Affirmative agreement by an individual not competent to give legally valid informed consent (e.g., a child or person who is cognitively impaired) to participate in research.
A statement of basic ethical principles governing research involving human subjects issued by the National Commission for the Protection of Human Subjects in 1979.
A person who has not attained the legal age for consent to treatments or procedures involved in the research.
Use of a credible threat of harm or force to control another. Pertaining to unacceptable subject recruitment methods which involve undue influence or indirect pressure for participation from a subject. (For example, an employee may feel pressure from their supervisor if told to participate in a research project or a subject may feel coerced to participate if the payment were unusually large.)
The central federal policy adopted “in common” by 16 federal departments and agencies (and concurred, with some modifications, by the FDA) that support and/or conduct research involving human subjects. The adoption of the federal policy in 1991 implements a recommendation of the President’s Commission for the Study of Ethical Problems in Medicine and Biomedical and Behavioral Research that all federal departments and agencies “adopt as a common core the regulations governing research with human subjects issued by the Department of Health and Human Services (codified at 45 CFR 46, Subpart A), as periodically amended or revised, while permitting additions by any department or agency that are not inconsistent with these core provisions” (OPRR Guidebook, Chapter 2).
Confidentiality refers to data. It is the treatment of information already revealed and states that there is an expectation that it will not be divulged to others in ways that are inconsistent with the understanding of the original disclosure without authorization.
See Informed Consent
Co-Principal Investigator. Any individual who collaborates with the principal investigator in the design and/or conduct of a research project, including those with access to data. The PI has the ultimate responsibility for the conduct of a research project, but the Co-PI is obligated to ensure the research is conducted in compliance with applicable rules and regulations for human research protections.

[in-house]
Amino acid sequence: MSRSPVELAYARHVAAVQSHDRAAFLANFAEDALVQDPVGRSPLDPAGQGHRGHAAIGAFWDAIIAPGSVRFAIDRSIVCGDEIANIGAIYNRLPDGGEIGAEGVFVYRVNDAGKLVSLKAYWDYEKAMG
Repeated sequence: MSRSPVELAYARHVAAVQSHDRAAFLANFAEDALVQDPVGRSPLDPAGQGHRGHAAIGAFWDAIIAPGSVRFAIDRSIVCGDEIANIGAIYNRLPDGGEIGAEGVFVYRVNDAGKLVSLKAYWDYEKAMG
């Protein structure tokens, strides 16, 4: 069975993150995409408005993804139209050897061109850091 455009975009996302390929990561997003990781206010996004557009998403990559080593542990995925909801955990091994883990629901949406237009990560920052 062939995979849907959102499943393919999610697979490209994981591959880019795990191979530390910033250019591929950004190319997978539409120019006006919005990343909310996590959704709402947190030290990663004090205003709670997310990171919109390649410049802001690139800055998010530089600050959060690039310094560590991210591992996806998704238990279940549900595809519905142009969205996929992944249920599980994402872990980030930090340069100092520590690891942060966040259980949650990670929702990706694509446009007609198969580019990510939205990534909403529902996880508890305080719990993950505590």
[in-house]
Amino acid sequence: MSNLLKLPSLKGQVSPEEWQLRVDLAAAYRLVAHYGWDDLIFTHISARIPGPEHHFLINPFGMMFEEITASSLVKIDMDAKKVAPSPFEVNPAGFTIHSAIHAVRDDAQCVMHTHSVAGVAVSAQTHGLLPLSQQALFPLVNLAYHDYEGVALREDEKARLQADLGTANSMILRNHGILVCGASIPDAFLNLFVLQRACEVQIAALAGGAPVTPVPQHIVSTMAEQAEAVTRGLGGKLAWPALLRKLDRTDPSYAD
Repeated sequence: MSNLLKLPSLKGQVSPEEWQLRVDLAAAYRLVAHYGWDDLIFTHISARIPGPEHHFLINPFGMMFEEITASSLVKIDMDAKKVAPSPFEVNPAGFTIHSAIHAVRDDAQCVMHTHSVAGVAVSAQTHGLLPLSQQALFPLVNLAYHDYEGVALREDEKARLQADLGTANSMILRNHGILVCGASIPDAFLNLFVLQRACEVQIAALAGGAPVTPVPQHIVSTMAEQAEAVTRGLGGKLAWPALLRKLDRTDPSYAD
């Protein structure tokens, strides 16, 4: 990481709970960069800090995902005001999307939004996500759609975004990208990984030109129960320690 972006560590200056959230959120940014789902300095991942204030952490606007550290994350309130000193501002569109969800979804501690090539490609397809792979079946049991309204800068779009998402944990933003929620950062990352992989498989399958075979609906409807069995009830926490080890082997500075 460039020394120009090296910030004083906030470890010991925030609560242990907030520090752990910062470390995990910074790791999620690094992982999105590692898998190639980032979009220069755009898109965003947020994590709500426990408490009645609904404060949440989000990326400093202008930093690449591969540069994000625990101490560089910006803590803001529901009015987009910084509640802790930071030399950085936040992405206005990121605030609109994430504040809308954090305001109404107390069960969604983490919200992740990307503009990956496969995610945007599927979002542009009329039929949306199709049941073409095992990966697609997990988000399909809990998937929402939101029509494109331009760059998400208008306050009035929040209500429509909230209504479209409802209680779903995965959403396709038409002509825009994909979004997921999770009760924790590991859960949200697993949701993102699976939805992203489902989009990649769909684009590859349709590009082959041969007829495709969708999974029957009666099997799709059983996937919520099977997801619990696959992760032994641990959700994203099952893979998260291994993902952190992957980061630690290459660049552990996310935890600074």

Refers to information that is collected for analysis or used to reason or make a decision.
Withholding particular information about the research project from participants until completion of their participation when prior knowledge would adversely affect the integrity of the data gathered.
Exempt does not mean review is not required. Some research may be eligible for an exemption from IRB review (expedited or full board review) according to the Common Rule codified in 45 CFR 46.101(b). Only minimal risk research qualifies for exemption and shall only be determined by the IRB, not the investigator.
A level of review by the committee. The Common Rule codified in 45 CFR 46.110 specifies that research activities may be eligible for expedited review if the protocol involves only minimal risk or a previously reviewed protocol is receiving modifications that are only minor. Expedited review is carried out by the IRB Chair or by one or more experienced reviewers designated by the chair. Such expedited reviews have the force of full reviews, except that if the protocol is found not acceptable, then it must receive review by the full committee; the chair or designee alone cannot reject a protocol.
A level of review by the committee. This category of review applies to all research that does not fall under exempt or expedited review categories. In general, full board review will be required for all projects involving: a) more than minimal risk to participants, b) the deception of subjects, c) sensitive behavioral research (such as research relating to illegal or sexual activity), and d) at-risk populations (e.g., pregnant women, human fetuses, neonates, prisoners, children, individuals with cognitive impairments).